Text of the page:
Earlier this week, we went to Chef’s grandparents’ place to pick up some things we “inherited”, which included important things like booze. You see, Grandpa had accumulated a small collection of unopened whiskeys, but these weren’t your average whiskeys though: they were pretty old.
Chef and I picked out a few bottles to bring home because whiskey doesn’t spoil due to its high proof. Despite the fact that they look visually old, they were factually old too: the bottles had red tax stamps which the U.S. government stopped using in 1985. These bottles are at least 27 years old.
I wish I knew exactly when they were bottled but I’ll probably have to do a little more research first.
It was pretty fun doing some basic research on these bottles, because I learned a couple of interesting historical facts.
On the Cabin Still bottle, there’s a small notice on the glass that says “Federal Law forbids Sale or Reuse of this Bottle”.
This notice went into effect in 1935 to discourage bootlegging during Prohibition. It was later repealed in 1964 but that fact doesn’t help me date the bottle. All I know for certain is that Cabin Still is still making bourbon to this day like most of the bottles we brought home (Fleischmann’s, Southern Comfort, Cutty Sark, and Yukon Jack).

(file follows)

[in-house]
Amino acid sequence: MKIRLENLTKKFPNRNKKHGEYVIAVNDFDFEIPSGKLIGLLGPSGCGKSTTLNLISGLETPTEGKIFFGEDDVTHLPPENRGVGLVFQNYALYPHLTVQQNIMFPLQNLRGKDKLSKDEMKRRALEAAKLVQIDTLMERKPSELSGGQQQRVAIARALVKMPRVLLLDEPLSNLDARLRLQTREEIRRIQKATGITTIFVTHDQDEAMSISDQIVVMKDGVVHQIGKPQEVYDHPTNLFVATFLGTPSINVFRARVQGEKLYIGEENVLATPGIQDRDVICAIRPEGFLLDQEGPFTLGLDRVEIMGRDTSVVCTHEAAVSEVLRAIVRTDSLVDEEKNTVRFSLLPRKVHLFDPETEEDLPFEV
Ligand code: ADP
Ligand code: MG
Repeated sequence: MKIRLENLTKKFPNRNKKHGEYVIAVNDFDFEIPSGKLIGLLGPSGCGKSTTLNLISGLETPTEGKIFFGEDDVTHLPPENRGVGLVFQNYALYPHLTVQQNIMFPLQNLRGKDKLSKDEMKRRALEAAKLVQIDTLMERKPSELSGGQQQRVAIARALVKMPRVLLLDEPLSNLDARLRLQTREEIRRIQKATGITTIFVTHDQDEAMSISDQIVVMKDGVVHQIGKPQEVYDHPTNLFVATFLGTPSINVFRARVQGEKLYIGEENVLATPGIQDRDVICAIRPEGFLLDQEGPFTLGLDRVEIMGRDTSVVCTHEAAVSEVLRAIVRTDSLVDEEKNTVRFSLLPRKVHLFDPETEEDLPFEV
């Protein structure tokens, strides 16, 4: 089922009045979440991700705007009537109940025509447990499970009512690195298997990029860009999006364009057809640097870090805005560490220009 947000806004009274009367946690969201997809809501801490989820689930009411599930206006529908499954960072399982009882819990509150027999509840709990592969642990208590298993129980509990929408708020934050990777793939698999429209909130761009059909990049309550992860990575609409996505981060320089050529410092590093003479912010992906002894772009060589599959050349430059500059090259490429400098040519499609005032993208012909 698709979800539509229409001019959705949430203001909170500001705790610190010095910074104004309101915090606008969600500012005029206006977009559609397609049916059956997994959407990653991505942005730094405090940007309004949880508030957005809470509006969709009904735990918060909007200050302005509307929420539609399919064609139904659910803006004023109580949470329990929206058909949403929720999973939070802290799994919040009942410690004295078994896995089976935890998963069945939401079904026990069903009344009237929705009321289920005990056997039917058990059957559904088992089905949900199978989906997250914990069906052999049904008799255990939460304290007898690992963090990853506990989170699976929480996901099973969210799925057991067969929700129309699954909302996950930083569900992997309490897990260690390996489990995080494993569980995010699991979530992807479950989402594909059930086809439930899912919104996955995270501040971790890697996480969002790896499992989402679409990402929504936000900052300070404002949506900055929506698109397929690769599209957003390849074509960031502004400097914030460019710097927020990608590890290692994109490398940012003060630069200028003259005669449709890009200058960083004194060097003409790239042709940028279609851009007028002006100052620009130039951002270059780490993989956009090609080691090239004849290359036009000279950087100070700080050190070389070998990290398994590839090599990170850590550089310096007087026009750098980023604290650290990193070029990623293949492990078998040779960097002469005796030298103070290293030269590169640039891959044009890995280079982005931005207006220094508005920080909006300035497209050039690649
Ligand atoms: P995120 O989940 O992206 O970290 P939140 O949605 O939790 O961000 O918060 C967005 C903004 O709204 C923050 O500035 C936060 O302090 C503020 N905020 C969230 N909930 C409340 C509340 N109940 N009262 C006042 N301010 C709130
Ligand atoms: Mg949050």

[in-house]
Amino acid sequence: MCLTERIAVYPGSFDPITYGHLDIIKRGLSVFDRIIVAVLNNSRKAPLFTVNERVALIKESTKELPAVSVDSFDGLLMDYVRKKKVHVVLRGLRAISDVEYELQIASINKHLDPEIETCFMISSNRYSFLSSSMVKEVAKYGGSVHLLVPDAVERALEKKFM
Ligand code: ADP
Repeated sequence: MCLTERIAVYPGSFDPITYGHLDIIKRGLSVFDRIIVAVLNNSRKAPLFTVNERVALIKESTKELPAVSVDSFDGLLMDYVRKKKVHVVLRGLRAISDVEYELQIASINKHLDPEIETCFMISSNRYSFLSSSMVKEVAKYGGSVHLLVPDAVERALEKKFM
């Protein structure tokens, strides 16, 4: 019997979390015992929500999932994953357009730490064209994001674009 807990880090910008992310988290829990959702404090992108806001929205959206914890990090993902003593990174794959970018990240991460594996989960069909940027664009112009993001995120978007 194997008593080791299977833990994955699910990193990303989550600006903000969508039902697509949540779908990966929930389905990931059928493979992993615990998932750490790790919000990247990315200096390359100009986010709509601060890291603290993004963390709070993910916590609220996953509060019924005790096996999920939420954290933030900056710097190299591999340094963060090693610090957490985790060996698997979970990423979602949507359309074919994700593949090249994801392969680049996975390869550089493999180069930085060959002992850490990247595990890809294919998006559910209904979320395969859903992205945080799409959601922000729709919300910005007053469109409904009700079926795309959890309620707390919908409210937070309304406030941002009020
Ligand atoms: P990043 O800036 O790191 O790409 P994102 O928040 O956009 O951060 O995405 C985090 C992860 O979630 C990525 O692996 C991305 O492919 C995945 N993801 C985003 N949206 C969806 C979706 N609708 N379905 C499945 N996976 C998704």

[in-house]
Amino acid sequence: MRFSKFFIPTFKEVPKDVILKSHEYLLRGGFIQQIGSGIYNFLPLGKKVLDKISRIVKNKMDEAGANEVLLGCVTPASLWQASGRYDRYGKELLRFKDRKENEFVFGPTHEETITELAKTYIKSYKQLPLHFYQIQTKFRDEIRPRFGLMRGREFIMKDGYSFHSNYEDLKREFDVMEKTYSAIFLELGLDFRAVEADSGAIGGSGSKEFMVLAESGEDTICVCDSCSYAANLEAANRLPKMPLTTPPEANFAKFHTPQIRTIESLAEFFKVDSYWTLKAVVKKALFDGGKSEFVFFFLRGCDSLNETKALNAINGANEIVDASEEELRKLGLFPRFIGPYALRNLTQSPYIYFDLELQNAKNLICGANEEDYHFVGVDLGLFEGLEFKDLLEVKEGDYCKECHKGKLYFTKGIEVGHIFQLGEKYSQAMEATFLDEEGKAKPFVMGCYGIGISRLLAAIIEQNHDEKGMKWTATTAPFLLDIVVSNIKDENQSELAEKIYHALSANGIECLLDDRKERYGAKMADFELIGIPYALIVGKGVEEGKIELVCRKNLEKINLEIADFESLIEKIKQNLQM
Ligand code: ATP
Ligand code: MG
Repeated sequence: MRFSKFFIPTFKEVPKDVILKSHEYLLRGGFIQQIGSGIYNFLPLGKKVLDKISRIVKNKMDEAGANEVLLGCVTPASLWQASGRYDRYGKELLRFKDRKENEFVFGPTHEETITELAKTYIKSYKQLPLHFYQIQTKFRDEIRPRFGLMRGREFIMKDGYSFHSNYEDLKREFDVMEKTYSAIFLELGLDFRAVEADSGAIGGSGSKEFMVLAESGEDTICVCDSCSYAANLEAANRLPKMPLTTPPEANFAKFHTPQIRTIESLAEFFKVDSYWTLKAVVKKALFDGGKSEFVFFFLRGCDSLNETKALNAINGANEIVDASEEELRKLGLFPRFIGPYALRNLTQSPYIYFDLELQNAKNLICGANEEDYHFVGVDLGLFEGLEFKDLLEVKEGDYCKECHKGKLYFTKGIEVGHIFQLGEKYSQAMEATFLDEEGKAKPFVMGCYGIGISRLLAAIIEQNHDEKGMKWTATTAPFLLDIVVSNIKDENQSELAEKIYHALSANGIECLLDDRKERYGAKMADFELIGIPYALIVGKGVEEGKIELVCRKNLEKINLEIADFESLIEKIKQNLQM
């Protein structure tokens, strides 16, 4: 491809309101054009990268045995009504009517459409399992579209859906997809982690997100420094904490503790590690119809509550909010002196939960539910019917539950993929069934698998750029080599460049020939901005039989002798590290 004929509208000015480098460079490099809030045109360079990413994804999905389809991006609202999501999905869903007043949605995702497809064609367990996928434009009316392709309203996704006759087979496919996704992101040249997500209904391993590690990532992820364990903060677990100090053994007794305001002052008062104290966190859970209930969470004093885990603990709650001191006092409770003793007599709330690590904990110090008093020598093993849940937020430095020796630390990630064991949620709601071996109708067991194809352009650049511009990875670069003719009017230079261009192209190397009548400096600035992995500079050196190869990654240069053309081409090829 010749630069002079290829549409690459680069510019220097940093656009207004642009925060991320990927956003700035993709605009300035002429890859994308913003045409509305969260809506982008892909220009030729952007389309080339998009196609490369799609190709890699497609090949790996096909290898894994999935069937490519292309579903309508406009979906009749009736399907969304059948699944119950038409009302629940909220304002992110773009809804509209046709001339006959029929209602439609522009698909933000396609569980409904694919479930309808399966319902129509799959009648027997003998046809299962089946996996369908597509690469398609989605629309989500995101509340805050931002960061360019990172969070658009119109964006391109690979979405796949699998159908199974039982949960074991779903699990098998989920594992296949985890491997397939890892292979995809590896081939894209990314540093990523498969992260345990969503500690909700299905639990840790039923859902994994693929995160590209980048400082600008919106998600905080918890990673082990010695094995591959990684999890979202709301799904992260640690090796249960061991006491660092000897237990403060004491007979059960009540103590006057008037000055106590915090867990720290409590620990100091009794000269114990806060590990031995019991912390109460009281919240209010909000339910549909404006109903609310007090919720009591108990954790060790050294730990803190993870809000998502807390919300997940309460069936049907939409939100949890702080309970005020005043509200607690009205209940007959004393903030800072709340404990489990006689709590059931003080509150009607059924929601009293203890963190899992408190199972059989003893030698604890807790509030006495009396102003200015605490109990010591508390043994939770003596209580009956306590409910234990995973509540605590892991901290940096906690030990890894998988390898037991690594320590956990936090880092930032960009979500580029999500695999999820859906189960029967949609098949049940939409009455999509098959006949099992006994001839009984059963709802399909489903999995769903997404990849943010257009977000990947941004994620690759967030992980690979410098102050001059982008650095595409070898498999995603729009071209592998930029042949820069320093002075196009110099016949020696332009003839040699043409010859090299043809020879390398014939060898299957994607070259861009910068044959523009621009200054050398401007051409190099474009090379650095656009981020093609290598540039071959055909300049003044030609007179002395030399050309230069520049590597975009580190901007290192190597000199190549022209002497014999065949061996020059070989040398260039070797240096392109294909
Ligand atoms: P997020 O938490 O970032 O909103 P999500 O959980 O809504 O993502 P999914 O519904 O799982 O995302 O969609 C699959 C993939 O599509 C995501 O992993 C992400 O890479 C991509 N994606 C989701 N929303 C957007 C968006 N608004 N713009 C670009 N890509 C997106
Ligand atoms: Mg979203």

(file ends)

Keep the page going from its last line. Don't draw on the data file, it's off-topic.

Well, except for one: Kentucky Silk.
I had a really hard time finding information about it. I found trademark information and I also found one of the few recipes floating around the internet for a Kentucky Silk Pie which has Kentucky Silk in it. But I can’t seem to find anything else about it though and I have so many questions. Was it awful tasting? Or was it too delicious? Is the Kentucky Silk Pie based on the whiskey? Or is it a misnomer of some sort like, Coney Island hot dogs or mince meat pie? I need answers so I need your help! If you have any additional information or tips about Kentucky Silk (or the dates of any of these whiskies), e-mail me, or use the handy dandy Ask box.
Lastly, not booze related, we were also re-gifted this gag gift: Unicorn meat. Haha.
Grandparents are definitely awesome. They have the best knick-knacks. Especially Grandma M and Grandpa J.
Update: An anonymous question submitter wrote: “Don’t touch that Kentucky silk. May be worth a mint. Dad and granddad loved it and my brother and I found 1 fifth available to buy about 5 years ago. Our dad swore it was golden. Came upon your post looking for more. We tried it with pops several years ago and really is silk. The best.” DULY NOTED! But now I want to try it even more!
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